• fields) use only types that are part of the CLS and that adhere to the CLS conventions.
  • The Virtual Execution System (VES) - The VES implements and enforces the CTS model. The VES is responsible for loading and running programs written for the CLI. It provides the services needed to execute managed code and data, using the metadata to connect separately generated modules together at runtime (late binding).
Together, these aspects of the CLI form a unifying infrastructure for designing, developing, deploying, and executing distributed components and applications. The appropriate subset of the CTS is available from each programming language that targets the CLI. Language-based tools communicate with each other and with the VES using metadata to define and reference the types used to construct the application. The VES uses the metadata to create instances of the types as needed and to provide data type information to other parts of the infrastructure (such as remoting services, assembly downloading, and security).

Thursday, June 9, 2016

Test-driven development

Test-driven development (TDD a.k.a. test-first programming) represents an important change to the way most programmers think about writing code. The practice involves writing a test before each new piece of functionality is coded into the system. It is a software development process that relies on the repetition of a very short development cycle: requirements are turned into very specific test cases, then the software is improved to pass the new tests, only. This is opposed to software development that allows software to be added that isn't proven to meet requirements.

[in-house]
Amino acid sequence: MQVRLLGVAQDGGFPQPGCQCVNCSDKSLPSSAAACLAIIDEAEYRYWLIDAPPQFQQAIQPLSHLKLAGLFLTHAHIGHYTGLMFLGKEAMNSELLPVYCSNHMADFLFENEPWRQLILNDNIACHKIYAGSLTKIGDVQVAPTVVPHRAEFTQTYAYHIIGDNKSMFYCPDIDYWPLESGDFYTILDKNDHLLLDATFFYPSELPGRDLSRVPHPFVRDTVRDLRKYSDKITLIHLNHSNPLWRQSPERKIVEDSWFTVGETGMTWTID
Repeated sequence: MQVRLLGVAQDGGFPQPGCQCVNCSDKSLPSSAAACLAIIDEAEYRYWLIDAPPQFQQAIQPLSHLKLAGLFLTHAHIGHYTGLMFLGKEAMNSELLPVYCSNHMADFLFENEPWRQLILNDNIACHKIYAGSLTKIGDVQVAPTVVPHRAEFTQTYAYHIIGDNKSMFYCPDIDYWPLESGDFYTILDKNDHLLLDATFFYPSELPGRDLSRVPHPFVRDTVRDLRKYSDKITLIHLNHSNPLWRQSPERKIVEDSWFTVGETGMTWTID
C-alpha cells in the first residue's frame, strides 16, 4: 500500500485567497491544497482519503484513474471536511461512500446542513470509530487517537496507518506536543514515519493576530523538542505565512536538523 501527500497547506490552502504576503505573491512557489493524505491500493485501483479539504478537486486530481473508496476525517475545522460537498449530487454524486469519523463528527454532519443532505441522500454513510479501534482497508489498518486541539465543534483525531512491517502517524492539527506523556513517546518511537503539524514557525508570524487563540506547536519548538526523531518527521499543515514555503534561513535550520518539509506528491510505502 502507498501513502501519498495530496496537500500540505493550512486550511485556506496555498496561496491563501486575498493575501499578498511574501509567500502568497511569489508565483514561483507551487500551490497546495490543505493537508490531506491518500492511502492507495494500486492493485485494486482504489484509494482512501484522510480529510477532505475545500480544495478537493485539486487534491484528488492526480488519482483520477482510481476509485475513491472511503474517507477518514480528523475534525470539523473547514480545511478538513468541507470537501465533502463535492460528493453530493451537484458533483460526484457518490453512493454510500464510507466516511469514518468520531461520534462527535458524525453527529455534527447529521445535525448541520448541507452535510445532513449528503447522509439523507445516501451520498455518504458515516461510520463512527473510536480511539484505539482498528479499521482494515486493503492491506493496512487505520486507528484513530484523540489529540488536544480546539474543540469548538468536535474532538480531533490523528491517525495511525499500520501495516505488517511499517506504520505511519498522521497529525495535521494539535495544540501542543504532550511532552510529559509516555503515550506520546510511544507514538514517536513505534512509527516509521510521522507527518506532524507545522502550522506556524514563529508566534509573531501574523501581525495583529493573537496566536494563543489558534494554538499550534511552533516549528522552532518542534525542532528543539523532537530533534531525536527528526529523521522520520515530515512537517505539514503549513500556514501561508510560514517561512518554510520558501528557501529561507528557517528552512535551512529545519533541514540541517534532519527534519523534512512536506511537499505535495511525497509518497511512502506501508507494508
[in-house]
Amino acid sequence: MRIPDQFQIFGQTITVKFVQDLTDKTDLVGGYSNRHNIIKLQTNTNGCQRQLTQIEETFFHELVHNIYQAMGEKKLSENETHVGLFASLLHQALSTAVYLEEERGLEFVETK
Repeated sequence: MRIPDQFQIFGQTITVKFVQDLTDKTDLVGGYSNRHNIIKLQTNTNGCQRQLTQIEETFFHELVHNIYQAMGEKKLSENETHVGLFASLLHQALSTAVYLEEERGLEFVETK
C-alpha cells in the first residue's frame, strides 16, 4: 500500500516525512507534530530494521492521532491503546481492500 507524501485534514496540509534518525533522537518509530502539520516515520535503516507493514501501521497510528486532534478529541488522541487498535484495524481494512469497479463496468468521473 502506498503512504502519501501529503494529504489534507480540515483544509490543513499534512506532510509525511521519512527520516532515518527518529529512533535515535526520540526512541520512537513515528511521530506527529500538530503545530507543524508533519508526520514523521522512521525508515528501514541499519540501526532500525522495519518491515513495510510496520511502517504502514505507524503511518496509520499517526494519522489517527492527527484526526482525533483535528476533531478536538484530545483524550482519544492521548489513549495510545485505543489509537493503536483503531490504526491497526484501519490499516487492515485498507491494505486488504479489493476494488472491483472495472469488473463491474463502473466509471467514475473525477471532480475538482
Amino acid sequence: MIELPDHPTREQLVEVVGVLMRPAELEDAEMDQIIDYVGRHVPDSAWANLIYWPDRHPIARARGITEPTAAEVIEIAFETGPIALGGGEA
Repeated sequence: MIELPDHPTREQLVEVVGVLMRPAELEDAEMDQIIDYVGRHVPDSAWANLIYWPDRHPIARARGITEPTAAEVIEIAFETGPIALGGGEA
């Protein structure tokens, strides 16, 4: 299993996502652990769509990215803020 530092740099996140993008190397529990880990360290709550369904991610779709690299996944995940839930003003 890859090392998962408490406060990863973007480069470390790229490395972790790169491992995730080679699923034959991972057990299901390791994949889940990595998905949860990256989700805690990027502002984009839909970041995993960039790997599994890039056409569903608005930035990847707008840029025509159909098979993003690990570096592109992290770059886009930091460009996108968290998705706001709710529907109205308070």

An interesting fact about bug-free code is that as the code is further developed, the bug count in it is less likely to increase than in code that is known to have bugs. Developers are more careful to ensure they do not introduce any errors to a solution that is bug free than they are when the solution is riddled with issues. It is what is known as "broken window syndrome". When code starts to fall into disrepair (has bugs), a typical belief follows that a few more bugs will not make any difference because the code is already broken. Therefore, it is important to keep the quality of the code high all the way through the process.